The Four Legs of Activism

Photo by Paul

By Michael Schultz

The first leg of activism is knowledge. It is important to look squarely at the issues of the day without illusion. As a good friend of mine is fond of saying, the core of activism is “between your ears”. Critical analysis of the world is the first step toward understanding what is really going on. It’s important not only to see the big picture scenarios, but also to see the little choices that–when multiplied across the planet–create the current conditions. So there is an element of humility in the knowledge that you gain. By recognizing the larger systemic problems, you can also recognize the small roles that you play as an individual, to either feed the problems or to feed the solutions. But the solutions to these problems are not solely in the realm of individual actions; there is no expectation of sainthood from people living in modern culture.

In activism today there are two main problems with the acquisition of knowledge. The first is systemic. Unfortunately, in the information age, knowledge is difficult to find at times. There are thousands of different points of view about any issue, and each of those viewpoints have their partisans. Much of the commentary and “knowledge” about crucial issues is rife with subjective interpretations, deliberate disinformation, and unexamined assumptions. Many people around the world are paid to disseminate ideas and views that benefit their employers. Few are paid to spread ideas of equality, humanity or biological interdependence. As a substitute for examining the issues, many people parrot whatever talking point they heard most recently. Knowledge is a rare commodity in the information age, and the acquisition of knowledge is rife with pitfalls, traps and dead-ends.

The second problem, while related, is more individual than systemic. It is the trap of fundamentalist knowledge, the trap of the fixed position. The people that practice this generally build their knowledge base, believe they have the full and unvarnished truth, and then proselytize and viciously defend their position from the stronghold of their world-view. This is just as prevalent in activist circles as it is in religious circles. The trap of fundamentalist knowledge demands an enemy. That enemy can be anything from industrial capitalism, to atheism, to Roman Catholics, to HAARP, to the opposing political party, and so on. In fundamentalist thought, the position is generally an emotional belief position, which is tremendously resistant to outside influence. To be in this position is to disqualify all information that contradicts or threatens to change the position. There is nothing wrong with belief, or with deeply held convictions, but if everyone that doesn’t believe what you believe is “the enemy”, you might be a fundamentalist.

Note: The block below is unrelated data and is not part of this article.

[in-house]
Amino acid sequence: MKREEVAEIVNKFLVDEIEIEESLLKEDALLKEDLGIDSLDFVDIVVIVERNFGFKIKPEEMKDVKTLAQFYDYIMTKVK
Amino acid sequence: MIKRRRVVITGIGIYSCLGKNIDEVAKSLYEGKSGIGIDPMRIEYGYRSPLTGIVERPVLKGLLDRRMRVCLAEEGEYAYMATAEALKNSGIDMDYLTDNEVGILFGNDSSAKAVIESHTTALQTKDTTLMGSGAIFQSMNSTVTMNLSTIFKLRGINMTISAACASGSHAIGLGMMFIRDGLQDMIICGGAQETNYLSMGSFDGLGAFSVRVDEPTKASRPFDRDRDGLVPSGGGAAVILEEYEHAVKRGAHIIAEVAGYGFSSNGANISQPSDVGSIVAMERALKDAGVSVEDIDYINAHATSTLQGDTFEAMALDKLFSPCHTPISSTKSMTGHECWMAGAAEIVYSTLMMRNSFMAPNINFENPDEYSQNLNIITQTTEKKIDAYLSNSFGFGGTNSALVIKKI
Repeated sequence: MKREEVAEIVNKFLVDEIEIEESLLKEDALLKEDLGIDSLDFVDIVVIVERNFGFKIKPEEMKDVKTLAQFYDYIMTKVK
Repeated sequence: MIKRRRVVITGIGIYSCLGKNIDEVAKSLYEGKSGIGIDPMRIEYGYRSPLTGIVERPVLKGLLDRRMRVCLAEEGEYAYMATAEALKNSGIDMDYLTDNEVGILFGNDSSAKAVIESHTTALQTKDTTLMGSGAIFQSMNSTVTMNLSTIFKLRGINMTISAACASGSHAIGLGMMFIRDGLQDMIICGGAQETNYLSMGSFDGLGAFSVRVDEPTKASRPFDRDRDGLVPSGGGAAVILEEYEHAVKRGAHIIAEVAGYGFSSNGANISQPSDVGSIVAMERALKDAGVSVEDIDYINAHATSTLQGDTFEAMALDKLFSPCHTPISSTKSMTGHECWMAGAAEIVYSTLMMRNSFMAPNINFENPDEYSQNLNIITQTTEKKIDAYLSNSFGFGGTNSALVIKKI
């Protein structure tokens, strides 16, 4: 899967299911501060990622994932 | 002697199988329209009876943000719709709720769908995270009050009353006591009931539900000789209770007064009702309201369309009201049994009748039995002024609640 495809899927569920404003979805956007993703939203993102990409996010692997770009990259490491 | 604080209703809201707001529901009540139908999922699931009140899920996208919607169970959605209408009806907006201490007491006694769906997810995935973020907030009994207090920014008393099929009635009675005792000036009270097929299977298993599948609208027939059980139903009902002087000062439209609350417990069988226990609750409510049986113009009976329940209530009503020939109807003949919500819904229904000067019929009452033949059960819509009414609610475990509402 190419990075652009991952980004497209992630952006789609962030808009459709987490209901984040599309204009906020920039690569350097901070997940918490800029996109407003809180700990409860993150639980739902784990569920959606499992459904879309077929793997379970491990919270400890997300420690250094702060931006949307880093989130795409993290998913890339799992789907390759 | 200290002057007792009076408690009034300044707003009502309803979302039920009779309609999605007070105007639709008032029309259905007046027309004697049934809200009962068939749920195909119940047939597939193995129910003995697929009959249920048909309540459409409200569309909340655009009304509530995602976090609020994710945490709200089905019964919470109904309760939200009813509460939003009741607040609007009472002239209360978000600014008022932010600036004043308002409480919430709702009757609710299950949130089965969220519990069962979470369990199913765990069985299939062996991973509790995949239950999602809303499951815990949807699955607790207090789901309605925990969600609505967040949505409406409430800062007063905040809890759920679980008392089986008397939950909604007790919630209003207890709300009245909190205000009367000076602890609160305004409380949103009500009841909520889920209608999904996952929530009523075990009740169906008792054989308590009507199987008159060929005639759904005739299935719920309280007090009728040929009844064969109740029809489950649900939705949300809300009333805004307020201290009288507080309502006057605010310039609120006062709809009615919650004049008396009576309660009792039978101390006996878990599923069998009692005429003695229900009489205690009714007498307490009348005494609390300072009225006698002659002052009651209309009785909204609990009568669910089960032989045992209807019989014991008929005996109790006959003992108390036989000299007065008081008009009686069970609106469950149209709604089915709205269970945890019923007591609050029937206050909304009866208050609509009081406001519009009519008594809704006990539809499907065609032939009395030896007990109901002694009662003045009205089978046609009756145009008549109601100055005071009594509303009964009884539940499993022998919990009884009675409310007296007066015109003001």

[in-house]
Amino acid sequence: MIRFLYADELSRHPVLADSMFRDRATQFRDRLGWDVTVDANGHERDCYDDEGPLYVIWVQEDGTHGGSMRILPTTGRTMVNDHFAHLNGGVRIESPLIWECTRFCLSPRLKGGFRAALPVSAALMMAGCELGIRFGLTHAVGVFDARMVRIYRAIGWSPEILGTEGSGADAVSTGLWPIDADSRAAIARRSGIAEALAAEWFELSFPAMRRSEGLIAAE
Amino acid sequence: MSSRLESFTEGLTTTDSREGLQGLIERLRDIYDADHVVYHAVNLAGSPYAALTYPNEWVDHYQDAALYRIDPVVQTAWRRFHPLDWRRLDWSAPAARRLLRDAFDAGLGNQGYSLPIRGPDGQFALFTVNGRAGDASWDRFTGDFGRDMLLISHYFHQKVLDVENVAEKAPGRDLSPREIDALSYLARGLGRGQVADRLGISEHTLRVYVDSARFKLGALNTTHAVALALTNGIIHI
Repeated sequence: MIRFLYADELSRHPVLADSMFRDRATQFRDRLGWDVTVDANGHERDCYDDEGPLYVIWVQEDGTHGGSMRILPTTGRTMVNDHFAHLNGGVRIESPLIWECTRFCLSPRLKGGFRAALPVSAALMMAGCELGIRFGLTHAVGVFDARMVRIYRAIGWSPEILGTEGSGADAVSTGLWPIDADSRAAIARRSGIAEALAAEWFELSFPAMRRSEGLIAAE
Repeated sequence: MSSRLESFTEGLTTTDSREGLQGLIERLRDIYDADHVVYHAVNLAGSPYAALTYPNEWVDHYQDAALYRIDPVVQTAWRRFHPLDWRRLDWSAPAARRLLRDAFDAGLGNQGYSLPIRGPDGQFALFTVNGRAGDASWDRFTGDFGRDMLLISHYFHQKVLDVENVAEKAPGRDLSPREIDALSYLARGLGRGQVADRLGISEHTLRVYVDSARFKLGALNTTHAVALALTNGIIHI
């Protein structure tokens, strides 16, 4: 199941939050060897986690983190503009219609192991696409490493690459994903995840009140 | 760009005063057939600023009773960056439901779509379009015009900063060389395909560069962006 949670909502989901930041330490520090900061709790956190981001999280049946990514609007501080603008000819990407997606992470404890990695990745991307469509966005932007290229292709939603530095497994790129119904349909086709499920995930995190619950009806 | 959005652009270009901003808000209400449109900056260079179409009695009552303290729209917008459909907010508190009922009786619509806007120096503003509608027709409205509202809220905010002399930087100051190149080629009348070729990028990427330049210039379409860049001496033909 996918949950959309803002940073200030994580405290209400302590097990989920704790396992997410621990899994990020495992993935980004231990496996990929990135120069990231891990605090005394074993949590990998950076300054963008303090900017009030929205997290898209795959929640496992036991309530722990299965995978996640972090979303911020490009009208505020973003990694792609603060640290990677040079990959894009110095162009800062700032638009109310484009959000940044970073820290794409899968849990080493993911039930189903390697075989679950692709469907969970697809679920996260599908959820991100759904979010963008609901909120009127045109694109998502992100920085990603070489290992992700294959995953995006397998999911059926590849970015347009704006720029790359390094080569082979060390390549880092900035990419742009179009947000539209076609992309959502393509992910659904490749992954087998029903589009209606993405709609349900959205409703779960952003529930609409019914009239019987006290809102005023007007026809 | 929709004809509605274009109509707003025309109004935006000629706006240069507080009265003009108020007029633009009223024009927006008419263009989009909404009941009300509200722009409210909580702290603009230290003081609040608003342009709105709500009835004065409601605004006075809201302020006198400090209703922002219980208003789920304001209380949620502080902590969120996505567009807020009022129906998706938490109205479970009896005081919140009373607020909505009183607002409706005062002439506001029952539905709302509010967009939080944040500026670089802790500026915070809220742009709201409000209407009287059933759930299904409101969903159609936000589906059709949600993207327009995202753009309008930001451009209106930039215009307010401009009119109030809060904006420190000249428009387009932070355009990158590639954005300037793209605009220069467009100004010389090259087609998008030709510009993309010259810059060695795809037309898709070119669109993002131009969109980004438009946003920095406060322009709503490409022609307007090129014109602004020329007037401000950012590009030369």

The second leg of activism is wisdom. Wisdom is gained through successful navigation of knowledge, it is the fruit of that which knowledge is only the seed. To use an example, knowledge would tell us that we have the physical capacity to dig up our oil from the Alberta Tar Sands; wisdom would make the case that this is not the path to long term sustainability. It is the wisdom of activism that looks at the long-term results of current actions, it is wisdom that sees where the path leads and attempts to make this path visible. Wisdom sees an extinction coming before it is here. Wisdom comes from both dark and light sources. There is the wisdom of the abyss, that comes from turning over a lot of rocks and seeing what’s underneath, even if it’s scary. When you stare into the abyss without blinking or turning aside, you gain hard-won truths. There is also the wisdom of the eternal, which religion does its best to teach to the masses. This is the deep wisdom of the universe, the recognition of the place within it and the comfort that comes from that.

Both are absolutely necessary, and this leg can go in two maladaptive directions, fixation on the abyss, or fixation on the eternal. The fixation on the abyss is the deep dive into the darkness of the world and the universe. This is spending so much time on the monsters of existence–on the existential horror–that you are unable to see the beauty. This path leads to extreme levels of isolation, fear, and paranoia. To be in this spot mentally is to be paralyzed by the immensity of the problems of our modern world. It is also to have untouchable, faceless enemies with incredible power, that you are unable to confront directly. This leads to frustration, and, as most people are conditioned to ignore the abyss, it means screaming into the existential void of the Internet and trying to find people that share your particular brand of paranoia which, if found, only reinforces your position. People can get lost in this darkness for a long time. But that doesn’t change the fact that seeing the darkness clearly allows a person to make informed decisions on how they’re going to move forward.